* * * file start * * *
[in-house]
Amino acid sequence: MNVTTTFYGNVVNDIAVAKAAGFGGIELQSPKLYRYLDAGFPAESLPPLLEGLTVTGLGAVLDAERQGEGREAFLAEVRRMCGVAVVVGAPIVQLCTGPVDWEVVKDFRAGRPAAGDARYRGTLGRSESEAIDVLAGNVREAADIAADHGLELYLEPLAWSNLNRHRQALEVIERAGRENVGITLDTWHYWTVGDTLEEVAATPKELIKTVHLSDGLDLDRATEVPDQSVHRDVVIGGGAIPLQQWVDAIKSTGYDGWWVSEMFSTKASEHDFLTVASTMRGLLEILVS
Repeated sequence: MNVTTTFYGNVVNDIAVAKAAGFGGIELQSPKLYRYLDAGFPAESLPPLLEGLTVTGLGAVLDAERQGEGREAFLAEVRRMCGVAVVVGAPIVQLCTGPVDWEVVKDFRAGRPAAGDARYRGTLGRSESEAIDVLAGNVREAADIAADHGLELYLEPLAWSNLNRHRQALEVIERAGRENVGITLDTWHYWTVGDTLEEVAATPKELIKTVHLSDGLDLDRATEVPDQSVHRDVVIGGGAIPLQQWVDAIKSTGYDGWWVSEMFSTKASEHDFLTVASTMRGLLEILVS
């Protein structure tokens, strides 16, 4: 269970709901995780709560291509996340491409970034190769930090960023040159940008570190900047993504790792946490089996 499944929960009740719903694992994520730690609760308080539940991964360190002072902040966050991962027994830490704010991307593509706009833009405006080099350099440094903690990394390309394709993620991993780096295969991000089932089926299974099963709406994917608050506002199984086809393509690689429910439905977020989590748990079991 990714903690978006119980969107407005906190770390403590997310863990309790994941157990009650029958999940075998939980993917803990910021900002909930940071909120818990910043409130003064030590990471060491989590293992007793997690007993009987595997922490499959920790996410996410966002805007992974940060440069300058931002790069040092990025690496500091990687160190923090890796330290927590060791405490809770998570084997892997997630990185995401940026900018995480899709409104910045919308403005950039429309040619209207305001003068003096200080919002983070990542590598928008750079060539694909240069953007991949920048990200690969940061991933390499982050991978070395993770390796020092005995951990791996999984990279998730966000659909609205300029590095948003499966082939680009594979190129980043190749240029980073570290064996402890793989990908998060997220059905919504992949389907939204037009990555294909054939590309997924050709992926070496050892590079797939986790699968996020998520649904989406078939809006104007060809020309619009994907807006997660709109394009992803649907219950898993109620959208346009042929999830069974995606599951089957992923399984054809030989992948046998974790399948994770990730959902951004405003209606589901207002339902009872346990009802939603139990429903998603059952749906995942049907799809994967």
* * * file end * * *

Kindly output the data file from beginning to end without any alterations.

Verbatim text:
[in-house]
Amino acid sequence: MNVTTTFYGNVVNDIAVAKAAGFGGIELQSPKLYRYLDAGFPAESLPPLLEGLTVTGLGAVLDAERQGEGREAFLAEVRRMCGVAVVVGAPIVQLCTGPVDWEVVKDFRAGRPAAGDARYRGTLGRSESEAIDVLAGNVREAADIAADHGLELYLEPLAWSNLNRHRQALEVIERAGRENVGITLDTWHYWTVGDTLEEVAATPKELIKTVHLSDGLDLDRATEVPDQSVHRDVVIGGGAIPLQQWVDAIKSTGYDGWWVSEMFSTKASEHDFLTVASTMRGLLEILVS
Repeated sequence: MNVTTTFYGNVVNDIAVAKAAGFGGIELQSPKLYRYLDAGFPAESLPPLLEGLTVTGLGAVLDAERQGEGREAFLAEVRRMCGVAVVVGAPIVQLCTGPVDWEVVKDFRAGRPAAGDARYRGTLGRSESEAIDVLAGNVREAADIAADHGLELYLEPLAWSNLNRHRQALEVIERAGRENVGITLDTWHYWTVGDTLEEVAATPKELIKTVHLSDGLDLDRATEVPDQSVHRDVVIGGGAIPLQQWVDAIKSTGYDGWWVSEMFSTKASEHDFLTVASTMRGLLEILVS
């Protein structure tokens, strides 16, 4: 269970709901995780709560291509996340491409970034190769930090960023040159940008570190900047993504790792946490089996 499944929960009740719903694992994520730690609760308080539940991964360190002072902040966050991962027994830490704010991307593509706009833009405006080099350099440094903690990394390309394709993620991993780096295969991000089932089926299974099963709406994917608050506002199984086809393509690689429910439905977020989590748990079991 990714903690978006119980969107407005906190770390403590997310863990309790994941157990009650029958999940075998939980993917803990910021900002909930940071909120818990910043409130003064030590990471060491989590293992007793997690007993009987595997922490499959920790996410996410966002805007992974940060440069300058931002790069040092990025690496500091990687160190923090890796330290927590060791405490809770998570084997892997997630990185995401940026900018995480899709409104910045919308403005950039429309040619209207305001003068003096200080919002983070990542590598928008750079060539694909240069953007991949920048990200690969940061991933390499982050991978070395993770390796020092005995951990791996999984990279998730966000659909609205300029590095948003499966082939680009594979190129980043190749240029980073570290064996402890793989990908998060997220059905919504992949389907939204037009990555294909054939590309997924050709992926070496050892590079797939986790699968996020998520649904989406078939809006104007060809020309619009994907807006997660709109394009992803649907219950898993109620959208346009042929999830069974995606599951089957992923399984054809030989992948046998974790399948994770990730959902951004405003209606589901207002339902009872346990009802939603139990429903998603059952749906995942049907799809994967």